How to Win over a Room
So what did these great teachers do? Well, much of their success lay in how skillfully and authentically they engaged their learners.
1. They intrigued their audience.
One colleague of mine from many years back had what he called his “bits of business.” These were little vignettes or ploys he used at the start of the lesson to bring the class into the subject. He might ask them to guess what he was drawing or embark on an anecdote that seemed at first to have little to do with the subject at hand but always did.
2. They adapted to the room.
The lack of PowerPoint slides and set structure gave them one great advantage—they could adapt the session as they went. They encouraged the group to make connections and see patterns. They would often use flipcharts, and although they knew what would appear on that chart most of the time, it always felt like a creation of that specific discussion in that particular room.
3. They were likable.
I put this last, but it should have come first. They used their personality, or a version of it, to develop relationships. These were people you wanted to spend time with; they were both interesting and interested.
Giving Digital the Benefit of Some Old-School Insight
As we assembled Kaplan Performance Academy, we not only aimed to harness the best of digital learning expertise but also to make sure it is informed by Kaplan’s heritage and practical experience in teaching and education.
What this means in practice:
1. Our learning journeys are not sequential.
The learner can consume the learning in any way they please. They can jump from one topic to another. They can simply focus on the content that matters to them when it matters to them.
2. We use our platform to coordinate off-platform experiences.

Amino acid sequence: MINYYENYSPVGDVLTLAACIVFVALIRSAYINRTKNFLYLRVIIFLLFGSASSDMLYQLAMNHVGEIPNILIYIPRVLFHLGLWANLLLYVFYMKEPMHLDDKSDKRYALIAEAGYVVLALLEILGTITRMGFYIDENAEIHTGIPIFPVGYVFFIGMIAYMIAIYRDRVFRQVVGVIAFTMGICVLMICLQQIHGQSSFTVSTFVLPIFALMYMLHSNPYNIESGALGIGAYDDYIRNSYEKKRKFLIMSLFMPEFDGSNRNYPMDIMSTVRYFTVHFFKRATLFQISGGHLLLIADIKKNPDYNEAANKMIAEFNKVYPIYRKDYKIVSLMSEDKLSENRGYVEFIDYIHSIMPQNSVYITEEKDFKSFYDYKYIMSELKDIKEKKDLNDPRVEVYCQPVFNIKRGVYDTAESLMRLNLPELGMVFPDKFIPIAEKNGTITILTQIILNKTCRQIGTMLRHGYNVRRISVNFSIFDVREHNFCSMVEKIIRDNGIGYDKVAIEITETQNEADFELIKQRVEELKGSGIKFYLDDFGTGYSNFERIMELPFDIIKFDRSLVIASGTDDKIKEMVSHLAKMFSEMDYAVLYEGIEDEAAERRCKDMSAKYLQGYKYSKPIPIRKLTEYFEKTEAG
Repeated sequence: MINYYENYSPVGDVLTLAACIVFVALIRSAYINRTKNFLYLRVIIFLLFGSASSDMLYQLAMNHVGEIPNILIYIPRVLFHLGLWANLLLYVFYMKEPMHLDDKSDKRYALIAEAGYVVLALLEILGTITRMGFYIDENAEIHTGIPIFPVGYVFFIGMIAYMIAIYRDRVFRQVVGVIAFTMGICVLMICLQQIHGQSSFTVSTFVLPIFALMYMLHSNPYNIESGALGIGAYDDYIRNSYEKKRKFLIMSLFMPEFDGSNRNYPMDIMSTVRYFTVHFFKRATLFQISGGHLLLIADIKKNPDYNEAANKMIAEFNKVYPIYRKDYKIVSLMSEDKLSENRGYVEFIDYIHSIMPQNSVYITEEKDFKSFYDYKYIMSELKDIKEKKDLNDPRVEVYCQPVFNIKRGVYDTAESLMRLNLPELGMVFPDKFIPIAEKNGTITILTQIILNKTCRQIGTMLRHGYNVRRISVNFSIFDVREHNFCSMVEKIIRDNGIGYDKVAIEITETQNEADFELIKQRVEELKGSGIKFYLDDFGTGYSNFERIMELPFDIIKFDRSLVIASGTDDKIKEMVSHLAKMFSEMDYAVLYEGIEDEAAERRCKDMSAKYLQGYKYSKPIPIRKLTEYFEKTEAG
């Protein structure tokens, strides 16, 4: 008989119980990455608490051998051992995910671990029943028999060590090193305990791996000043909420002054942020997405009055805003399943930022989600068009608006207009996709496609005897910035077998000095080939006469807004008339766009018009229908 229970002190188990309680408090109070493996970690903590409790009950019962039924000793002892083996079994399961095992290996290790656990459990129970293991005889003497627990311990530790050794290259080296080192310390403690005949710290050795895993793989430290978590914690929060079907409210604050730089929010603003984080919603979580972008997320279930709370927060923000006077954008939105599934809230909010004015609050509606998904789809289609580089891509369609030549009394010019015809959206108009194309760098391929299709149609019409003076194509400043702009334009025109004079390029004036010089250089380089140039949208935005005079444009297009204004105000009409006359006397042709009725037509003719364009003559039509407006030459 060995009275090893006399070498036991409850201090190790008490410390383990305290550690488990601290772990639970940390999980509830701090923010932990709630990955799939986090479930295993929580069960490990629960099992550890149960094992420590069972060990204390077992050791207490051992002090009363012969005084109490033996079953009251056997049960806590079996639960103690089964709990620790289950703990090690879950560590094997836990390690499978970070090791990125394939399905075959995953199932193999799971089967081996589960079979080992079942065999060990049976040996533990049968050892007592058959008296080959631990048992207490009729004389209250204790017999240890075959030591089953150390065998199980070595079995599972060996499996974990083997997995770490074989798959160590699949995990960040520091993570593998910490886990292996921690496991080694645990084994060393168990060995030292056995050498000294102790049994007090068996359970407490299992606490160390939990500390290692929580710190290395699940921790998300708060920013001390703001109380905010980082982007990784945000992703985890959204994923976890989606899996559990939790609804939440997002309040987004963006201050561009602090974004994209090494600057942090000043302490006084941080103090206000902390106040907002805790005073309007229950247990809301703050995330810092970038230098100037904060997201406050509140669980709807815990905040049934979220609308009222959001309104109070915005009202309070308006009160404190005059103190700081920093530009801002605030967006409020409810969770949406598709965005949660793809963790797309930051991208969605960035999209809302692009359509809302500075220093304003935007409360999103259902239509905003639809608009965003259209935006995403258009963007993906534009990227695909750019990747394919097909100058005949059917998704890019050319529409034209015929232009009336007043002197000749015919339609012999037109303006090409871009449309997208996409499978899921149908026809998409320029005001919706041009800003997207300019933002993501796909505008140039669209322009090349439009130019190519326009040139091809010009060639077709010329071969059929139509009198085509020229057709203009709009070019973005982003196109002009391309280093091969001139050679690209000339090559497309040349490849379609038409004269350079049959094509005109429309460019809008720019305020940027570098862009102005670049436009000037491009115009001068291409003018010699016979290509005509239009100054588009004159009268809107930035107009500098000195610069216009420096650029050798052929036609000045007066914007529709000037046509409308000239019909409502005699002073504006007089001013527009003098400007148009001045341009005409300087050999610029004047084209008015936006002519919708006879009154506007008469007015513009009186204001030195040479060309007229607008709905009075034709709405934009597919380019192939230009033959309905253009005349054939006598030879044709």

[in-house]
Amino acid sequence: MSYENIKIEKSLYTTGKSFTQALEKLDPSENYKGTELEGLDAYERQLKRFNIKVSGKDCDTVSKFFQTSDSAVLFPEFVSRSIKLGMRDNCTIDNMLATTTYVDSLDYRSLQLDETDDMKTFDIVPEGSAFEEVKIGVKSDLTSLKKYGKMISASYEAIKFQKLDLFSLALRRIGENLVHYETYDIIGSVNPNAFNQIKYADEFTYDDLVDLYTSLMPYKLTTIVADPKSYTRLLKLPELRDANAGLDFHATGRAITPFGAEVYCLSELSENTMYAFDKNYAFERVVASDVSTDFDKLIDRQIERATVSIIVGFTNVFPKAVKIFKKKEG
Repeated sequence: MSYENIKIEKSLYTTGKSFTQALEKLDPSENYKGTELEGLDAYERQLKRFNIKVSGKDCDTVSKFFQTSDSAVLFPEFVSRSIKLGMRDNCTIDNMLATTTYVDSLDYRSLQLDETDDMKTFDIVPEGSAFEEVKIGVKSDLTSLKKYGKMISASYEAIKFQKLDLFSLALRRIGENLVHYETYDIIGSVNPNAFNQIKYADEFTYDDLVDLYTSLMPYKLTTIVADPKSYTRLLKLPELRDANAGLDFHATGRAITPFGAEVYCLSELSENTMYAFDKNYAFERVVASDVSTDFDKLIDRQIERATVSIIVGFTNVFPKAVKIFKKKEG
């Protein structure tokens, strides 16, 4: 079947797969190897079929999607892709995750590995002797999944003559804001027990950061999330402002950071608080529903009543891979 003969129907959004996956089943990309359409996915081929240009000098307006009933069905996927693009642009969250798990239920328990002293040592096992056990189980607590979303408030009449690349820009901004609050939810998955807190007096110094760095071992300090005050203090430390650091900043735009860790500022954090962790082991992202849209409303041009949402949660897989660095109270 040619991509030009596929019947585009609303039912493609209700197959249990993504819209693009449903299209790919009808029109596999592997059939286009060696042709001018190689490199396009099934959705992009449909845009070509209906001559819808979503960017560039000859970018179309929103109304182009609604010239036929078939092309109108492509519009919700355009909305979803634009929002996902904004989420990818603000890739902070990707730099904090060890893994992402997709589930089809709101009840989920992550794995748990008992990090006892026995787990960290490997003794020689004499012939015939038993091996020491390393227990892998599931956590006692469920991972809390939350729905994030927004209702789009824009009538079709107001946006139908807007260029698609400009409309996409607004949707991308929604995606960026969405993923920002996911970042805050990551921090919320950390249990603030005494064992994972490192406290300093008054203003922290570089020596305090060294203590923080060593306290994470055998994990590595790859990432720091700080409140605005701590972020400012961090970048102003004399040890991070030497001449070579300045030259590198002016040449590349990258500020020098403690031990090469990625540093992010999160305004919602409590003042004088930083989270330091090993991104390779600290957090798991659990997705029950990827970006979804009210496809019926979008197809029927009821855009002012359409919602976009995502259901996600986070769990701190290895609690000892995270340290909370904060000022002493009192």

We don’t see asynchronous learning as an end in itself, so we support it with on-the-job tasks, experiences, and live online or face-to-face workshops if required.
3. We offer learning that is on your side.
The great teachers I referred to didn’t behave as if their students were there to learn. They acted as if they were there to help the class become better engineers or accountants or whatever occupation they were pursuing.
That philosophy is translated into KPA’s personalized learning experiences that are wholly relevant to a learner’s role and the challenges they face in the workplace. We also provide a personal coach to work with the learner to ensure their professional ambitions, as well as their immediate learning needs, are met.
The future of corporate learning is digital. However, while the means of delivery has changed, the essence of good teaching and instruction remains the same.
At Kaplan, we will never forget that our reputation as a world-class education company is founded on superb teachers, great teaching material, and insightful methods. The challenge was to take the lessons this experience offers, ally them to exceptional technology, and create a learning environment fit for the digital age. Challenge accepted.
Ready to see how you can meet your organization’s learning and development needs? Learn more about the unique digital learning environment of Kaplan Performance Academy.